Interview with longlisted author Dima Wannous


When did you begin writing The Frightened Ones and where did the inspiration for it come from?

I haven’t stopped writing since I left Syria at the end of Summer 2011, but the distance from my country, family, home and friends has interfered with my ability to imagine, and broken in my spirit the basic thing which motivated my writing: desire and pleasure. I began my novel numerous times. Many mornings, I tore up the first chapter and re-wrote it. In February 2016, I decided to deal with this perplexing sense of inability. It was extremely difficult, harsh and painful to do so. In The Frightened Ones, I confront this issue twice: I confront the inability to write and invent imagined lives far from the immediate reality in which we are immersed, because of the massacres in Syria that stain the soul and spirit; and also the personal incapacity we Syrians experience who are scattered abroad, displaced in tiring, difficult circumstances. Writing The Frightened Ones was like psychiatric therapy for me, and just like such therapy sessions, it triggered memories, difficult sensations and muddled and disconcerting emotions. However, I began the book in February and finished it in six months. I couldn’t stop writing even for a day. I carried it with me throughout those months, from Beirut to every city I visited during that period. I began it several times, but the ending was written in one go - and then I could breathe again.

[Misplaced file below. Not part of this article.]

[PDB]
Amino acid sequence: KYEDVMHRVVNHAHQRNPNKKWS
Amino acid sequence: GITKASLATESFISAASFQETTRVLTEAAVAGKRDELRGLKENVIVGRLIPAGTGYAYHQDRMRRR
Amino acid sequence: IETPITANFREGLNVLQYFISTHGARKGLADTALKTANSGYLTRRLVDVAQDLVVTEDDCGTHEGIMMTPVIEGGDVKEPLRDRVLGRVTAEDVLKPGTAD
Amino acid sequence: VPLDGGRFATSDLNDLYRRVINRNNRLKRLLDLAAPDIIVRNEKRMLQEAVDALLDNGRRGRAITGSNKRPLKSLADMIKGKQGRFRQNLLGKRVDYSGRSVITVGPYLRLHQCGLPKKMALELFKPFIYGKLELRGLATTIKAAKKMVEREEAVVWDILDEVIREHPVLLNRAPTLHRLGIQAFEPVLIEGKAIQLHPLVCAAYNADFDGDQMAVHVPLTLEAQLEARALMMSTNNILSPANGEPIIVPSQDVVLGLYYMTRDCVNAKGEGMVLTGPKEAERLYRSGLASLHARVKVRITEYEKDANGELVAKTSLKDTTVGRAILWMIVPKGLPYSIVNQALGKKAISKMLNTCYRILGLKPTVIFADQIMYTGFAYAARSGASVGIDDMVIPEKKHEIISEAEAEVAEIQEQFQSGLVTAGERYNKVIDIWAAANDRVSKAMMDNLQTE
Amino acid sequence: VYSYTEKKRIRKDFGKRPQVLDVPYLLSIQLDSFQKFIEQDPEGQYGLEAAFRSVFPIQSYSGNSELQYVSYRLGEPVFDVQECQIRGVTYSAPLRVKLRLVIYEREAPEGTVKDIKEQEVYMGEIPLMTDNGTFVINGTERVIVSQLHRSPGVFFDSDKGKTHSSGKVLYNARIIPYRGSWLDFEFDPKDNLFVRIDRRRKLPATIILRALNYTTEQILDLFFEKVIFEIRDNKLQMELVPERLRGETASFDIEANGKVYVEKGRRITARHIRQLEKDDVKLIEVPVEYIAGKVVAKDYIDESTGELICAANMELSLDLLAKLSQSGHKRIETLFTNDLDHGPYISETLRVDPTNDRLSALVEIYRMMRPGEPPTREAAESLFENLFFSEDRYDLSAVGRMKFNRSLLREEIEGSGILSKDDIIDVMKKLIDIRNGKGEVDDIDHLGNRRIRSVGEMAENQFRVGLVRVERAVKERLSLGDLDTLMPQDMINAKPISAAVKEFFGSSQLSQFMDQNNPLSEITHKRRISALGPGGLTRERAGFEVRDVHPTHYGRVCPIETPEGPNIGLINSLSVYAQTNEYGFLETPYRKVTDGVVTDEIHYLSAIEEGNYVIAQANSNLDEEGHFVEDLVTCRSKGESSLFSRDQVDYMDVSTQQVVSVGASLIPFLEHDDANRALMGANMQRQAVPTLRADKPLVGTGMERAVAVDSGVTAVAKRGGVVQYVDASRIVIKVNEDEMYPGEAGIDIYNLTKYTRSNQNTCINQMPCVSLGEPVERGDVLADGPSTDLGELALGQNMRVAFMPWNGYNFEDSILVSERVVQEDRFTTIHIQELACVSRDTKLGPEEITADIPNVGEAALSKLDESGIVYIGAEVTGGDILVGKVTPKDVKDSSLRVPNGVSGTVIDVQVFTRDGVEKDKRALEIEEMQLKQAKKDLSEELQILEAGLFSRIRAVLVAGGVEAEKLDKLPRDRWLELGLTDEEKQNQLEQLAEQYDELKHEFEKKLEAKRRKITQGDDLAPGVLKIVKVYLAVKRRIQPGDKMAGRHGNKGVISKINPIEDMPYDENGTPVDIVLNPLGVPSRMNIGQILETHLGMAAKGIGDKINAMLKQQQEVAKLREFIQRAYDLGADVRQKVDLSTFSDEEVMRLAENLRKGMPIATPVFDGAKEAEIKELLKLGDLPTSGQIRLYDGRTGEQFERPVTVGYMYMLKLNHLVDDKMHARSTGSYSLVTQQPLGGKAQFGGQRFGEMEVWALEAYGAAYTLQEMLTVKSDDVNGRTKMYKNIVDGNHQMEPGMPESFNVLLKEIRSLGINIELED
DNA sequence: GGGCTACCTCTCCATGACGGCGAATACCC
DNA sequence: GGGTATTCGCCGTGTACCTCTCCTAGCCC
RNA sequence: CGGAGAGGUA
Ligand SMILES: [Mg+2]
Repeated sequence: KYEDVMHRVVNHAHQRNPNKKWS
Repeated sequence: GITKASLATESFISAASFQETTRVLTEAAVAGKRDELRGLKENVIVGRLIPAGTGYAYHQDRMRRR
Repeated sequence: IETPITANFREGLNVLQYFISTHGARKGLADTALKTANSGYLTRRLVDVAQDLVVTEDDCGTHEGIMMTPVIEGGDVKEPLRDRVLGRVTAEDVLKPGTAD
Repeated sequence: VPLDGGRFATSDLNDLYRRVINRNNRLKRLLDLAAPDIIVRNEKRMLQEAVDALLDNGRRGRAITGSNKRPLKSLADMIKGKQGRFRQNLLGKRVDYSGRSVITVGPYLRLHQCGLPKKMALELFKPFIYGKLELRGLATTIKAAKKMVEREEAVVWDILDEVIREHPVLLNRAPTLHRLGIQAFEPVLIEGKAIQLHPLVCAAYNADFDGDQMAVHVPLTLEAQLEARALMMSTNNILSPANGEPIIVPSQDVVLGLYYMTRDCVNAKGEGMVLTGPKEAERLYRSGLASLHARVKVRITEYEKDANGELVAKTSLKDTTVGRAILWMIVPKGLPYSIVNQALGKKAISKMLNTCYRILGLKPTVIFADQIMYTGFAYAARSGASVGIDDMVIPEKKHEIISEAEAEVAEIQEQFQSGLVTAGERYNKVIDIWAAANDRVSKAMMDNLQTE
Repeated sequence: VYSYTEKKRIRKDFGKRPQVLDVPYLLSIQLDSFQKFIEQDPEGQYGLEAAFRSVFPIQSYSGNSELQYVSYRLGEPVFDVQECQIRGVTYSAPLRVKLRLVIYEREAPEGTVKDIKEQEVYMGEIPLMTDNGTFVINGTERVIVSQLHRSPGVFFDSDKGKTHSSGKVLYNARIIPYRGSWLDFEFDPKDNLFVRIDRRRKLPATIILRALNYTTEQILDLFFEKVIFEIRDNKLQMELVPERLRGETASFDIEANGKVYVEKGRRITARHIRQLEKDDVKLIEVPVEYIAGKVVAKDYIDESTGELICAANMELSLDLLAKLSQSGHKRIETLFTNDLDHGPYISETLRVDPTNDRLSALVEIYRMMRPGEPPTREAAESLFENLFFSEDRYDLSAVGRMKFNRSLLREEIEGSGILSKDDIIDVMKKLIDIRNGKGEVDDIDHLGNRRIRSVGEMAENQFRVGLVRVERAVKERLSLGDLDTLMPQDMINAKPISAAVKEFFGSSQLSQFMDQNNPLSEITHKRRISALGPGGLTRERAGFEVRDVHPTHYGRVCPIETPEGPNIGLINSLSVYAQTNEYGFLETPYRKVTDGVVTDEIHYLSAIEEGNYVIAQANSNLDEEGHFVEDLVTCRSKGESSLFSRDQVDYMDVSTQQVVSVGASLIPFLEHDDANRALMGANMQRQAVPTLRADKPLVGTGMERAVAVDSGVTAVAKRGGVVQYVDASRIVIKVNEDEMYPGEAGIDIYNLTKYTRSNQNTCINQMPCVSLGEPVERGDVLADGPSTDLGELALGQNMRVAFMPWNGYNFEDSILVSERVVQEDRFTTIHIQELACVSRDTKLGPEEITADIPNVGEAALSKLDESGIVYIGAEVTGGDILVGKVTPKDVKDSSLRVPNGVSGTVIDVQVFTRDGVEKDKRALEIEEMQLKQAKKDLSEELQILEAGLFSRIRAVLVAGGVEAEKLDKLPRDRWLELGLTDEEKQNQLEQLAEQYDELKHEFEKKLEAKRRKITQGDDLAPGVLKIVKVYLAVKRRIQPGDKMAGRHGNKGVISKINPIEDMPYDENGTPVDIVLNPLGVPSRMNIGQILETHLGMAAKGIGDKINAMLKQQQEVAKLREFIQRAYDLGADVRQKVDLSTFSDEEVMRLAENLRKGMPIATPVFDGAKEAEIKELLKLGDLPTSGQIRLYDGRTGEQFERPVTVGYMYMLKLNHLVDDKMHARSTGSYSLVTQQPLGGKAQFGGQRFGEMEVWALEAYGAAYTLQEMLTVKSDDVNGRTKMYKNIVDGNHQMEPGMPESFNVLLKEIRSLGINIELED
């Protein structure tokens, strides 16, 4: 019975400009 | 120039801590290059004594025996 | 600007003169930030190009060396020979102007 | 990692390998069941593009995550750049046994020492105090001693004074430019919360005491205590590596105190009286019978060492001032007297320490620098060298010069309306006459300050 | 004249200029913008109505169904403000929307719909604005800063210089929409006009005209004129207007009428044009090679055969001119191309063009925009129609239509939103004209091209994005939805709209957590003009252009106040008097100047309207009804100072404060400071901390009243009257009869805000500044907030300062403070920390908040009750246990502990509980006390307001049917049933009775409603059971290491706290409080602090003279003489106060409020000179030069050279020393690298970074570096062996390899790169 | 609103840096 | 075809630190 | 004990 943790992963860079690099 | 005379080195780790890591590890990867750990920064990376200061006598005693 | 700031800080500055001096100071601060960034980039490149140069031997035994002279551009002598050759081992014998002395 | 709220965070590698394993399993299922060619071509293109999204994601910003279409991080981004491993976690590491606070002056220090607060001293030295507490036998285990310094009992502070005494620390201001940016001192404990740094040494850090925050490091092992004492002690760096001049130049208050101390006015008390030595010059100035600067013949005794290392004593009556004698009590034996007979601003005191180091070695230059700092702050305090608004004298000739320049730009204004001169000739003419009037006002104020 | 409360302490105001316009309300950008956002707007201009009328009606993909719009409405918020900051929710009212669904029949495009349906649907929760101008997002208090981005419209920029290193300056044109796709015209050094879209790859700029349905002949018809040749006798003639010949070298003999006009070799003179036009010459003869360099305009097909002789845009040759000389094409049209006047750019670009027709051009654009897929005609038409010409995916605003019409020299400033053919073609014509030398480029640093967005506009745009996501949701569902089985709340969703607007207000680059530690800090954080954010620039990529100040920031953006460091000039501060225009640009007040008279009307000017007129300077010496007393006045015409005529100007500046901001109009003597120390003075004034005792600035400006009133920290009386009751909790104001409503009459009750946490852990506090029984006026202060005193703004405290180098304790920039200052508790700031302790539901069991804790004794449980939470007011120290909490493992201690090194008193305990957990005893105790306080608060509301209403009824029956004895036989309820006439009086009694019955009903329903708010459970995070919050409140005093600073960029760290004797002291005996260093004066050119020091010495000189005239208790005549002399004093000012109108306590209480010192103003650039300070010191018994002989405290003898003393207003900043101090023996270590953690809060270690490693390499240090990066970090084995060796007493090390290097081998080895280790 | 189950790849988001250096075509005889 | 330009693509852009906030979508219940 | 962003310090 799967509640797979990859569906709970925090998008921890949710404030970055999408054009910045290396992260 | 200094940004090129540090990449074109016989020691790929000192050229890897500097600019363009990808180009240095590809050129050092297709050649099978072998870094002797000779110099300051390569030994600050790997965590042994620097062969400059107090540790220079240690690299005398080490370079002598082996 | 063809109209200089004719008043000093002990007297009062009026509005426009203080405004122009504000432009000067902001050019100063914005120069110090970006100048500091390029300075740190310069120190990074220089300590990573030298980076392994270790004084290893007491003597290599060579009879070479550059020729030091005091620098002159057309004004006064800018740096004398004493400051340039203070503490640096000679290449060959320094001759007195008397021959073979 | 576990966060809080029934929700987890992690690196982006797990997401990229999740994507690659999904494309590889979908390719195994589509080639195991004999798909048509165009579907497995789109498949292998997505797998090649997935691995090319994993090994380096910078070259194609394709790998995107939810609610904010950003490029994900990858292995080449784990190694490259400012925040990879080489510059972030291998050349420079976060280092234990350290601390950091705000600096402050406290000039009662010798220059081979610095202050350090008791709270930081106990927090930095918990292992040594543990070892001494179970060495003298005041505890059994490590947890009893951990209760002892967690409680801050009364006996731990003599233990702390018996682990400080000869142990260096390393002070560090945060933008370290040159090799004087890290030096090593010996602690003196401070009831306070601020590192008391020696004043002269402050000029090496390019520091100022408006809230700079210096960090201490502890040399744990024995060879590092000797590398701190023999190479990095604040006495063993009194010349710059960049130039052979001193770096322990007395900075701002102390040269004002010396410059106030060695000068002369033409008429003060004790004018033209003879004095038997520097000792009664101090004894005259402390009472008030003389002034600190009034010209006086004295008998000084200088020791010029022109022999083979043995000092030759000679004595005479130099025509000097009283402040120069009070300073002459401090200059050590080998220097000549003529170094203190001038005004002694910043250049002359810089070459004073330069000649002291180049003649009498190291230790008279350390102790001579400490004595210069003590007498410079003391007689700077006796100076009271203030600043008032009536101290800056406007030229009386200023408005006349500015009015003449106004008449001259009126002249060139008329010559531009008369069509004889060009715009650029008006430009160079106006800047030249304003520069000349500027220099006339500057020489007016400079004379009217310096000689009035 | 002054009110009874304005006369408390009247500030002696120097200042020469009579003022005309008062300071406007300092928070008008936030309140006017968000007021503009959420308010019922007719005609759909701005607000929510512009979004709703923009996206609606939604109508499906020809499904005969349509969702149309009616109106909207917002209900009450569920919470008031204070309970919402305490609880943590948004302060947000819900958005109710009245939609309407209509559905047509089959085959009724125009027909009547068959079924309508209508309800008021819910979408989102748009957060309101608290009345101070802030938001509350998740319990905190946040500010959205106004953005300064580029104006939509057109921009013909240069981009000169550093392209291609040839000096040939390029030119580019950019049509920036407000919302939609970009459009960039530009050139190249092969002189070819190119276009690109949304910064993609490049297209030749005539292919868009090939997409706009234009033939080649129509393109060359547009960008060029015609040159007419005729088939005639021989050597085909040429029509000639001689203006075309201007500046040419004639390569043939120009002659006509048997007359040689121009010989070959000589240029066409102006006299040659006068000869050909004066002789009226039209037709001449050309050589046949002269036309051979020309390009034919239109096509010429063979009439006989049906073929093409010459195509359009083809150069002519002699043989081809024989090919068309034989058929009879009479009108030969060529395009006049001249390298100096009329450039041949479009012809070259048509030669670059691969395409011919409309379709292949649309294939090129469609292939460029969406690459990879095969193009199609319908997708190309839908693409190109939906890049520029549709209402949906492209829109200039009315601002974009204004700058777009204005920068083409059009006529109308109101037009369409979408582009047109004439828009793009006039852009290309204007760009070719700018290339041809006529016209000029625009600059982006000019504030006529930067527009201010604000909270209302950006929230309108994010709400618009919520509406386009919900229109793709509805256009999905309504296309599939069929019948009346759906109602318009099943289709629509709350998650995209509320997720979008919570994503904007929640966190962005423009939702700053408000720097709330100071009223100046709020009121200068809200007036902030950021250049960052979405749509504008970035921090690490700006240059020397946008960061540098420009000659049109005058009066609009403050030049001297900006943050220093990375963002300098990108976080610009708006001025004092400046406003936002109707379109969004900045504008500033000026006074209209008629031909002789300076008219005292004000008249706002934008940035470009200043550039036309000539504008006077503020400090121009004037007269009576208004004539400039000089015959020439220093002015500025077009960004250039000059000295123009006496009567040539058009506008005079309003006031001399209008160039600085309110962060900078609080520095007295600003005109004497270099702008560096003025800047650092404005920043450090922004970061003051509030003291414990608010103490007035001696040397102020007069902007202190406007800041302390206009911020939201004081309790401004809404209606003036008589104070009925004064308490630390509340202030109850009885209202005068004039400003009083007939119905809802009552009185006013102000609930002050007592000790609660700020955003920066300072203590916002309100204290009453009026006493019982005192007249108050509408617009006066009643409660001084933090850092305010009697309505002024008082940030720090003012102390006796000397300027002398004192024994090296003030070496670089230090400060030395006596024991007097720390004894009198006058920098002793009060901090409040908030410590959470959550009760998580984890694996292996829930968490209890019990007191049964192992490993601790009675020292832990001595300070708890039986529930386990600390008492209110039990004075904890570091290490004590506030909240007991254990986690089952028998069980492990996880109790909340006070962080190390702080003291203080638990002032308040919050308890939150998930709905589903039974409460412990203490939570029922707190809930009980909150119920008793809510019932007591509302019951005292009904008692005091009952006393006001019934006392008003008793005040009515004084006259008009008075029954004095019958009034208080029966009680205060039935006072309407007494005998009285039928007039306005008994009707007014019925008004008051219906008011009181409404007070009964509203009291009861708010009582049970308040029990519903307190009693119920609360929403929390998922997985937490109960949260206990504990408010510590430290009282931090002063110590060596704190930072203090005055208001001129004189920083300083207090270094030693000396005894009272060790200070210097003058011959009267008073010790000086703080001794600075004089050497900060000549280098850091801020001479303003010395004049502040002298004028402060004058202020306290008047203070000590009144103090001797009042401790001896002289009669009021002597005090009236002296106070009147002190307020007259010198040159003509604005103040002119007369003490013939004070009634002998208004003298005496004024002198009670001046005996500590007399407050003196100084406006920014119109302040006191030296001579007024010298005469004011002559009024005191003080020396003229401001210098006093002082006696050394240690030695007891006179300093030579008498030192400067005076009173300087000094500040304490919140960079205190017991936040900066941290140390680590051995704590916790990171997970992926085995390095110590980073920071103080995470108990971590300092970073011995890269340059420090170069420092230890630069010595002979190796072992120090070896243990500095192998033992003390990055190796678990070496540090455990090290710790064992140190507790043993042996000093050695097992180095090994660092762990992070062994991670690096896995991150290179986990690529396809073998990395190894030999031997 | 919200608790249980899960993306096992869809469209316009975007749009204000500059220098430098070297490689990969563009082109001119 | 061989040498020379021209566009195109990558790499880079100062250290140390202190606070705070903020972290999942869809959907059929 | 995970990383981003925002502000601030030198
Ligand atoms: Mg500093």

Did it take long to write and where were you when you finished it?

I was living in Beirut at that time. Beirut is an attractive, enchanting, abundant city. Writing there is a special experience. In every corner of her alleyways, on every chair in her cafés, in people’s eyes and their looks, there is the memory of the war which continues to this day in different forms. You are writing in a city which was destroyed many times, yet through the energy of its inhabitants, their different temperaments and harsh experiences fighting the wars of others in their own very small city, it stubbornly rekindled its former vivacity. To write about The Frightened Ones in a city which knew fear is not an obvious choice. It was a rich experience to sit in a Lebanese café and write about the fear of fear, trying as much as possible to separate the two fears, the Syrian and the Lebanese, although the source of both was the same, and it still is.

How have readers and critics received it?

I can’t talk about all readers or all critics, but the views of one female friend and critical articles have made me happy, encouraged me, and made me more determined to confront that sense of incapacity.

What is your next literary project after this novel?

I am writing about memory. It’s too early, in my opinion, to speak about my new novel, and also I don’t know how to talk about what I write.